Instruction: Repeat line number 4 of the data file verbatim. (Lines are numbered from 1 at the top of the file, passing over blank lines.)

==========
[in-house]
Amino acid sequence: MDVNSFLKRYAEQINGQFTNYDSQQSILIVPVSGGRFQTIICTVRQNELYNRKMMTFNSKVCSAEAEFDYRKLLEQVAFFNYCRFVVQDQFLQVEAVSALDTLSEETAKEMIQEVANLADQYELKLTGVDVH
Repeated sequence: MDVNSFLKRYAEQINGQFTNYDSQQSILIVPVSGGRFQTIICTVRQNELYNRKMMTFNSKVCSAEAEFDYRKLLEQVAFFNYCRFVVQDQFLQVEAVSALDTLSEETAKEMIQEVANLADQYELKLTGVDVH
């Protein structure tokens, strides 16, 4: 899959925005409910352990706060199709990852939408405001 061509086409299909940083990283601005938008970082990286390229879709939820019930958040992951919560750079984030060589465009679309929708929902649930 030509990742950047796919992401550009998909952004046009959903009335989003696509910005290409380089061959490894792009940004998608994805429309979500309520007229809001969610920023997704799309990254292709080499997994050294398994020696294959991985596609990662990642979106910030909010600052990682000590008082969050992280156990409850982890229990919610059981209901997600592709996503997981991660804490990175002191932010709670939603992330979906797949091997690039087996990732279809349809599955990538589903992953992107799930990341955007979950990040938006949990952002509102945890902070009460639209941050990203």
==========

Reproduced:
């Protein structure tokens, strides 16, 4: 899959925005409910352990706060199709990852939408405001 061509086409299909940083990283601005938008970082990286390229879709939820019930958040992951919560750079984030060589465009679309929708929902649930 030509990742950047796919992401550009998909952004046009959903009335989003696509910005290409380089061959490894792009940004998608994805429309979500309520007229809001969610920023997704799309990254292709080499997994050294398994020696294959991985596609990662990642979106910030909010600052990682000590008082969050992280156990409850982890229990919610059981209901997600592709996503997981991660804490990175002191932010709670939603992330979906797949091997690039087996990732279809349809599955990538589903992953992107799930990341955007979950990040938006949990952002509102945890902070009460639209941050990203």